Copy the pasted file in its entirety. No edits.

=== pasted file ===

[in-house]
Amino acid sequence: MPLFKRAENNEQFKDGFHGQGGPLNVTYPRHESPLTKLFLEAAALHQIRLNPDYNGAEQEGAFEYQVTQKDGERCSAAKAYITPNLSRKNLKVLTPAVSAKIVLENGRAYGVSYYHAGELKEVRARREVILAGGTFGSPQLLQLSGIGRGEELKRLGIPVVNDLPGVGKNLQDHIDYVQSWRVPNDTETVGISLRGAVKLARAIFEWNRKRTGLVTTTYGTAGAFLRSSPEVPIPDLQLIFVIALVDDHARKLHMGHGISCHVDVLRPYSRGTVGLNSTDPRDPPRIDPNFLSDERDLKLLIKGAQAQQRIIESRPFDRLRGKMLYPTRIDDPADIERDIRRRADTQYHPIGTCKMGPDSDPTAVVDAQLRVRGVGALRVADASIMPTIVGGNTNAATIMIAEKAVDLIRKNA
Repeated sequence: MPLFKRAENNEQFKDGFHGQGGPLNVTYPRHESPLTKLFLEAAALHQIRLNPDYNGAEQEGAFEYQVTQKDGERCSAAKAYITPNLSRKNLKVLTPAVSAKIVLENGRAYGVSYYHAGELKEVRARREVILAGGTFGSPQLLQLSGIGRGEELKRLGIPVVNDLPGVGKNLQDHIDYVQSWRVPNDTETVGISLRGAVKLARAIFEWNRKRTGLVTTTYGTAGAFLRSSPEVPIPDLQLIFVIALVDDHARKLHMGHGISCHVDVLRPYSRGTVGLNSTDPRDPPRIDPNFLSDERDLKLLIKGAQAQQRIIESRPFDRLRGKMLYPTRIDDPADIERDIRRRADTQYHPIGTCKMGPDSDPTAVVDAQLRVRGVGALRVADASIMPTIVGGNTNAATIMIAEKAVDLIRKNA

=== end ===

[in-house]
Amino acid sequence: MPLFKRAENNEQFKDGFHGQGGPLNVTYPRHESPLTKLFLEAAALHQIRLNPDYNGAEQEGAFEYQVTQKDGERCSAAKAYITPNLSRKNLKVLTPAVSAKIVLENGRAYGVSYYHAGELKEVRARREVILAGGTFGSPQLLQLSGIGRGEELKRLGIPVVNDLPGVGKNLQDHIDYVQSWRVPNDTETVGISLRGAVKLARAIFEWNRKRTGLVTTTYGTAGAFLRSSPEVPIPDLQLIFVIALVDDHARKLHMGHGISCHVDVLRPYSRGTVGLNSTDPRDPPRIDPNFLSDERDLKLLIKGAQAQQRIIESRPFDRLRGKMLYPTRIDDPADIERDIRRRADTQYHPIGTCKMGPDSDPTAVVDAQLRVRGVGALRVADASIMPTIVGGNTNAATIMIAEKAVDLIRKNA
Repeated sequence: MPLFKRAENNEQFKDGFHGQGGPLNVTYPRHESPLTKLFLEAAALHQIRLNPDYNGAEQEGAFEYQVTQKDGERCSAAKAYITPNLSRKNLKVLTPAVSAKIVLENGRAYGVSYYHAGELKEVRARREVILAGGTFGSPQLLQLSGIGRGEELKRLGIPVVNDLPGVGKNLQDHIDYVQSWRVPNDTETVGISLRGAVKLARAIFEWNRKRTGLVTTTYGTAGAFLRSSPEVPIPDLQLIFVIALVDDHARKLHMGHGISCHVDVLRPYSRGTVGLNSTDPRDPPRIDPNFLSDERDLKLLIKGAQAQQRIIESRPFDRLRGKMLYPTRIDDPADIERDIRRRADTQYHPIGTCKMGPDSDPTAVVDAQLRVRGVGALRVADASIMPTIVGGNTNAATIMIAEKAVDLIRKNA